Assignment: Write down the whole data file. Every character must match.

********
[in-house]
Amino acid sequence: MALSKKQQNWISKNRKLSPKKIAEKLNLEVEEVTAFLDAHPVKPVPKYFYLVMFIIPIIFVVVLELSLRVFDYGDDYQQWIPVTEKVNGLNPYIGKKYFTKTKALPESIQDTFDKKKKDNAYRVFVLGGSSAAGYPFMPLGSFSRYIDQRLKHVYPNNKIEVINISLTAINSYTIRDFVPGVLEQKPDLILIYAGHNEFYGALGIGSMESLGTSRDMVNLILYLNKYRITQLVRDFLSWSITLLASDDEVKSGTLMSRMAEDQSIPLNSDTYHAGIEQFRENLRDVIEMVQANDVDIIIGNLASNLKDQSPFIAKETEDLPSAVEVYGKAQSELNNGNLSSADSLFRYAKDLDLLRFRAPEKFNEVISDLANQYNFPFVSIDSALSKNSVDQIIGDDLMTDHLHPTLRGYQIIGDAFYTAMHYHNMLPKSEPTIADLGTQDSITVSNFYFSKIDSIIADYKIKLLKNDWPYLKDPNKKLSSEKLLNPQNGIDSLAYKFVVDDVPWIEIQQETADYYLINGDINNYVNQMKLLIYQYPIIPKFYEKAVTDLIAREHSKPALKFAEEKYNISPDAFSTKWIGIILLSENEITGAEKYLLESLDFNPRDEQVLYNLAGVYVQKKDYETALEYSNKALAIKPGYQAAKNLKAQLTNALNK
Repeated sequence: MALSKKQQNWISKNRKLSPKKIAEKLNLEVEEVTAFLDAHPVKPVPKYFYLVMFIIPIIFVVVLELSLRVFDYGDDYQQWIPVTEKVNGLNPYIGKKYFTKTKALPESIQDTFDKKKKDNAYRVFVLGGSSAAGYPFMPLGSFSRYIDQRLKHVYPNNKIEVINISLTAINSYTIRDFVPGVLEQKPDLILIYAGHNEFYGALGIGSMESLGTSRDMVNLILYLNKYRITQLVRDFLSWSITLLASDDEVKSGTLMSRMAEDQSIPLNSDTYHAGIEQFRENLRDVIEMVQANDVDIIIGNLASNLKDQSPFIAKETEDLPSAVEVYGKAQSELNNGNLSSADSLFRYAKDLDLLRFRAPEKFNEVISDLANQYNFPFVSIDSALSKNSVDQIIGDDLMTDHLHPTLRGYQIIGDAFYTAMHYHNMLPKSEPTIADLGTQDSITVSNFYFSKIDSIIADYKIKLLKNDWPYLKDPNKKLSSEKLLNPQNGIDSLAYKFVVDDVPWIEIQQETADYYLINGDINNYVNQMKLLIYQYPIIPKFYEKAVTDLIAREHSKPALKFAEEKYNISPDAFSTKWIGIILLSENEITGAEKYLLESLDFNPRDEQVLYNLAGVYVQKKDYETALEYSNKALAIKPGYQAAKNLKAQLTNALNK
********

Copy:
[in-house]
Amino acid sequence: MALSKKQQNWISKNRKLSPKKIAEKLNLEVEEVTAFLDAHPVKPVPKYFYLVMFIIPIIFVVVLELSLRVFDYGDDYQQWIPVTEKVNGLNPYIGKKYFTKTKALPESIQDTFDKKKKDNAYRVFVLGGSSAAGYPFMPLGSFSRYIDQRLKHVYPNNKIEVINISLTAINSYTIRDFVPGVLEQKPDLILIYAGHNEFYGALGIGSMESLGTSRDMVNLILYLNKYRITQLVRDFLSWSITLLASDDEVKSGTLMSRMAEDQSIPLNSDTYHAGIEQFRENLRDVIEMVQANDVDIIIGNLASNLKDQSPFIAKETEDLPSAVEVYGKAQSELNNGNLSSADSLFRYAKDLDLLRFRAPEKFNEVISDLANQYNFPFVSIDSALSKNSVDQIIGDDLMTDHLHPTLRGYQIIGDAFYTAMHYHNMLPKSEPTIADLGTQDSITVSNFYFSKIDSIIADYKIKLLKNDWPYLKDPNKKLSSEKLLNPQNGIDSLAYKFVVDDVPWIEIQQETADYYLINGDINNYVNQMKLLIYQYPIIPKFYEKAVTDLIAREHSKPALKFAEEKYNISPDAFSTKWIGIILLSENEITGAEKYLLESLDFNPRDEQVLYNLAGVYVQKKDYETALEYSNKALAIKPGYQAAKNLKAQLTNALNK
Repeated sequence: MALSKKQQNWISKNRKLSPKKIAEKLNLEVEEVTAFLDAHPVKPVPKYFYLVMFIIPIIFVVVLELSLRVFDYGDDYQQWIPVTEKVNGLNPYIGKKYFTKTKALPESIQDTFDKKKKDNAYRVFVLGGSSAAGYPFMPLGSFSRYIDQRLKHVYPNNKIEVINISLTAINSYTIRDFVPGVLEQKPDLILIYAGHNEFYGALGIGSMESLGTSRDMVNLILYLNKYRITQLVRDFLSWSITLLASDDEVKSGTLMSRMAEDQSIPLNSDTYHAGIEQFRENLRDVIEMVQANDVDIIIGNLASNLKDQSPFIAKETEDLPSAVEVYGKAQSELNNGNLSSADSLFRYAKDLDLLRFRAPEKFNEVISDLANQYNFPFVSIDSALSKNSVDQIIGDDLMTDHLHPTLRGYQIIGDAFYTAMHYHNMLPKSEPTIADLGTQDSITVSNFYFSKIDSIIADYKIKLLKNDWPYLKDPNKKLSSEKLLNPQNGIDSLAYKFVVDDVPWIEIQQETADYYLINGDINNYVNQMKLLIYQYPIIPKFYEKAVTDLIAREHSKPALKFAEEKYNISPDAFSTKWIGIILLSENEITGAEKYLLESLDFNPRDEQVLYNLAGVYVQKKDYETALEYSNKALAIKPGYQAAKNLKAQLTNALNK